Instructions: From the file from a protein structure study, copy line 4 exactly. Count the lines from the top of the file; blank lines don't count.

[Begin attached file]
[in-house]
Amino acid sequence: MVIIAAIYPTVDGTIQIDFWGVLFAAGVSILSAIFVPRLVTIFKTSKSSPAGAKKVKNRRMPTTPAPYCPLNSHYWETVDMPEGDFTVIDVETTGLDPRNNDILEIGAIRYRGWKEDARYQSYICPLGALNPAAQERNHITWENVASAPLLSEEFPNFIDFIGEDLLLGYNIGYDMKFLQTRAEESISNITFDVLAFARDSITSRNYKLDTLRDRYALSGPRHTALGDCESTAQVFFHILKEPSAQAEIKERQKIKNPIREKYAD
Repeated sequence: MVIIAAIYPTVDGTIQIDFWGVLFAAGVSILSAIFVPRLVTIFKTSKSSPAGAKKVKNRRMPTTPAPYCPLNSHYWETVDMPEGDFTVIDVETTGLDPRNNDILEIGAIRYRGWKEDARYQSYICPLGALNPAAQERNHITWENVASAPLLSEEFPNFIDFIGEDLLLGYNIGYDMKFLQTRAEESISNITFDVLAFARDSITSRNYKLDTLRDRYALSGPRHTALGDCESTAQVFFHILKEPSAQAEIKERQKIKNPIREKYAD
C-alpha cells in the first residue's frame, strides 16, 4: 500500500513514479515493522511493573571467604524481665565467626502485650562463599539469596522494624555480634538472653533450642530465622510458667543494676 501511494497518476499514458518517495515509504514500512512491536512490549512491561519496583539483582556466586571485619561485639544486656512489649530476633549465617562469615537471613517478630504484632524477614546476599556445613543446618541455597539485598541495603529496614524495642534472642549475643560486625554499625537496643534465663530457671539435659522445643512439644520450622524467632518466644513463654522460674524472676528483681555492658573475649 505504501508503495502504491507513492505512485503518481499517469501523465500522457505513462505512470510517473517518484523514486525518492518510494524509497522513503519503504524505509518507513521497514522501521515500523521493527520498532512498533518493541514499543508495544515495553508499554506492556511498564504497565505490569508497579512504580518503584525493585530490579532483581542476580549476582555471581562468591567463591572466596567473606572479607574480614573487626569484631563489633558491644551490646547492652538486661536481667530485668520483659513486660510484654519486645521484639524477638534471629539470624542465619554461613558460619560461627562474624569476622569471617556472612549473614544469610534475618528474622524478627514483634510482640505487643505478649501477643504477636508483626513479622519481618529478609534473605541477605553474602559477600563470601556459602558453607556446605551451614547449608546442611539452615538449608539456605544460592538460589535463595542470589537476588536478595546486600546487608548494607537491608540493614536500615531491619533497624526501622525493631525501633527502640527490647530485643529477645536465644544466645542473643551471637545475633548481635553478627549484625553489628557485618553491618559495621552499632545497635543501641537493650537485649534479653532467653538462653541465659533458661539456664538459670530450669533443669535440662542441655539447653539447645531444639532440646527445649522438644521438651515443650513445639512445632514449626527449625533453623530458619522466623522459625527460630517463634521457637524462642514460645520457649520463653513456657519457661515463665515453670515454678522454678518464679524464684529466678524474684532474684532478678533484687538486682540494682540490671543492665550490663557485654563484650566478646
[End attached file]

C-alpha cells in the first residue's frame, strides 16, 4: 500500500513514479515493522511493573571467604524481665565467626502485650562463599539469596522494624555480634538472653533450642530465622510458667543494676 501511494497518476499514458518517495515509504514500512512491536512490549512491561519496583539483582556466586571485619561485639544486656512489649530476633549465617562469615537471613517478630504484632524477614546476599556445613543446618541455597539485598541495603529496614524495642534472642549475643560486625554499625537496643534465663530457671539435659522445643512439644520450622524467632518466644513463654522460674524472676528483681555492658573475649 505504501508503495502504491507513492505512485503518481499517469501523465500522457505513462505512470510517473517518484523514486525518492518510494524509497522513503519503504524505509518507513521497514522501521515500523521493527520498532512498533518493541514499543508495544515495553508499554506492556511498564504497565505490569508497579512504580518503584525493585530490579532483581542476580549476582555471581562468591567463591572466596567473606572479607574480614573487626569484631563489633558491644551490646547492652538486661536481667530485668520483659513486660510484654519486645521484639524477638534471629539470624542465619554461613558460619560461627562474624569476622569471617556472612549473614544469610534475618528474622524478627514483634510482640505487643505478649501477643504477636508483626513479622519481618529478609534473605541477605553474602559477600563470601556459602558453607556446605551451614547449608546442611539452615538449608539456605544460592538460589535463595542470589537476588536478595546486600546487608548494607537491608540493614536500615531491619533497624526501622525493631525501633527502640527490647530485643529477645536465644544466645542473643551471637545475633548481635553478627549484625553489628557485618553491618559495621552499632545497635543501641537493650537485649534479653532467653538462653541465659533458661539456664538459670530450669533443669535440662542441655539447653539447645531444639532440646527445649522438644521438651515443650513445639512445632514449626527449625533453623530458619522466623522459625527460630517463634521457637524462642514460645520457649520463653513456657519457661515463665515453670515454678522454678518464679524464684529466678524474684532474684532478678533484687538486682540494682540490671543492665550490663557485654563484650566478646